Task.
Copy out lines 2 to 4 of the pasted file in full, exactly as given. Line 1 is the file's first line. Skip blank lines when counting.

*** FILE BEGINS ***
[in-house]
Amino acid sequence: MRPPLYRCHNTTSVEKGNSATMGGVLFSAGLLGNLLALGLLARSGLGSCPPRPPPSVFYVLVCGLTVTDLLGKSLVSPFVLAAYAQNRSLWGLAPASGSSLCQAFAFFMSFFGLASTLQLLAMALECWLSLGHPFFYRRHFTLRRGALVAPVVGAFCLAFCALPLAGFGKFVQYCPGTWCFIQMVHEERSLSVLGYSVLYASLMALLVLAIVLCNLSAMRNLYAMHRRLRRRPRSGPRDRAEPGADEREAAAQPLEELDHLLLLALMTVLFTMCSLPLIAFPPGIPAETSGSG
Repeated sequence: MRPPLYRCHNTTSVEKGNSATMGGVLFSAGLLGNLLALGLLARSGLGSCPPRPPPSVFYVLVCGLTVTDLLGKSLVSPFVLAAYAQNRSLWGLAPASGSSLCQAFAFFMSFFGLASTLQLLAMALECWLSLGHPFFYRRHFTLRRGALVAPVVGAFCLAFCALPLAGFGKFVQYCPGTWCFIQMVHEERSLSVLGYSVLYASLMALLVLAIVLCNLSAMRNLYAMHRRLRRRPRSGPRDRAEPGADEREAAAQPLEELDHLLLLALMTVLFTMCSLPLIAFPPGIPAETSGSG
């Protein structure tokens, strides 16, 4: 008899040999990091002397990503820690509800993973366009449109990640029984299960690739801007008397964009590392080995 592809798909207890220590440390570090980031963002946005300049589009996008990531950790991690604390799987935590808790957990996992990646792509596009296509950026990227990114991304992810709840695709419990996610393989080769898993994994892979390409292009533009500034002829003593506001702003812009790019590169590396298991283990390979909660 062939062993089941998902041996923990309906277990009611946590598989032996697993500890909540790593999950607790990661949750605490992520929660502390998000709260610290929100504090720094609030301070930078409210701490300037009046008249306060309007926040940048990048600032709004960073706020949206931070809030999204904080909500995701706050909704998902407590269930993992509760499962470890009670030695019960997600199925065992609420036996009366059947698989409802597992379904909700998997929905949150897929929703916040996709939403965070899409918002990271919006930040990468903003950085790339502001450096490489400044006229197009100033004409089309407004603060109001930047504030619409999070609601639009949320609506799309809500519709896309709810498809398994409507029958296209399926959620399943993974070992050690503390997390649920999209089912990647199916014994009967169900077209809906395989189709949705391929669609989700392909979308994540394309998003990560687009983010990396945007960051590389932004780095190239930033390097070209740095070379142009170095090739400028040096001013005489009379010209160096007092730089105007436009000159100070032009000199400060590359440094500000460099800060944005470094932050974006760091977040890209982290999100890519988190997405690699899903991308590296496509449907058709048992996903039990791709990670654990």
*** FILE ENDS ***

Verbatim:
Amino acid sequence: MRPPLYRCHNTTSVEKGNSATMGGVLFSAGLLGNLLALGLLARSGLGSCPPRPPPSVFYVLVCGLTVTDLLGKSLVSPFVLAAYAQNRSLWGLAPASGSSLCQAFAFFMSFFGLASTLQLLAMALECWLSLGHPFFYRRHFTLRRGALVAPVVGAFCLAFCALPLAGFGKFVQYCPGTWCFIQMVHEERSLSVLGYSVLYASLMALLVLAIVLCNLSAMRNLYAMHRRLRRRPRSGPRDRAEPGADEREAAAQPLEELDHLLLLALMTVLFTMCSLPLIAFPPGIPAETSGSG
Repeated sequence: MRPPLYRCHNTTSVEKGNSATMGGVLFSAGLLGNLLALGLLARSGLGSCPPRPPPSVFYVLVCGLTVTDLLGKSLVSPFVLAAYAQNRSLWGLAPASGSSLCQAFAFFMSFFGLASTLQLLAMALECWLSLGHPFFYRRHFTLRRGALVAPVVGAFCLAFCALPLAGFGKFVQYCPGTWCFIQMVHEERSLSVLGYSVLYASLMALLVLAIVLCNLSAMRNLYAMHRRLRRRPRSGPRDRAEPGADEREAAAQPLEELDHLLLLALMTVLFTMCSLPLIAFPPGIPAETSGSG
């Protein structure tokens, strides 16, 4: 008899040999990091002397990503820690509800993973366009449109990640029984299960690739801007008397964009590392080995 592809798909207890220590440390570090980031963002946005300049589009996008990531950790991690604390799987935590808790957990996992990646792509596009296509950026990227990114991304992810709840695709419990996610393989080769898993994994892979390409292009533009500034002829003593506001702003812009790019590169590396298991283990390979909660 062939062993089941998902041996923990309906277990009611946590598989032996697993500890909540790593999950607790990661949750605490992520929660502390998000709260610290929100504090720094609030301070930078409210701490300037009046008249306060309007926040940048990048600032709004960073706020949206931070809030999204904080909500995701706050909704998902407590269930993992509760499962470890009670030695019960997600199925065992609420036996009366059947698989409802597992379904909700998997929905949150897929929703916040996709939403965070899409918002990271919006930040990468903003950085790339502001450096490489400044006229197009100033004409089309407004603060109001930047504030619409999070609601639009949320609506799309809500519709896309709810498809398994409507029958296209399926959620399943993974070992050690503390997390649920999209089912990647199916014994009967169900077209809906395989189709949705391929669609989700392909979308994540394309998003990560687009983010990396945007960051590389932004780095190239930033390097070209740095070379142009170095090739400028040096001013005489009379010209160096007092730089105007436009000159100070032009000199400060590359440094500000460099800060944005470094932050974006760091977040890209982290999100890519988190997405690699899903991308590296496509449907058709048992996903039990791709990670654990």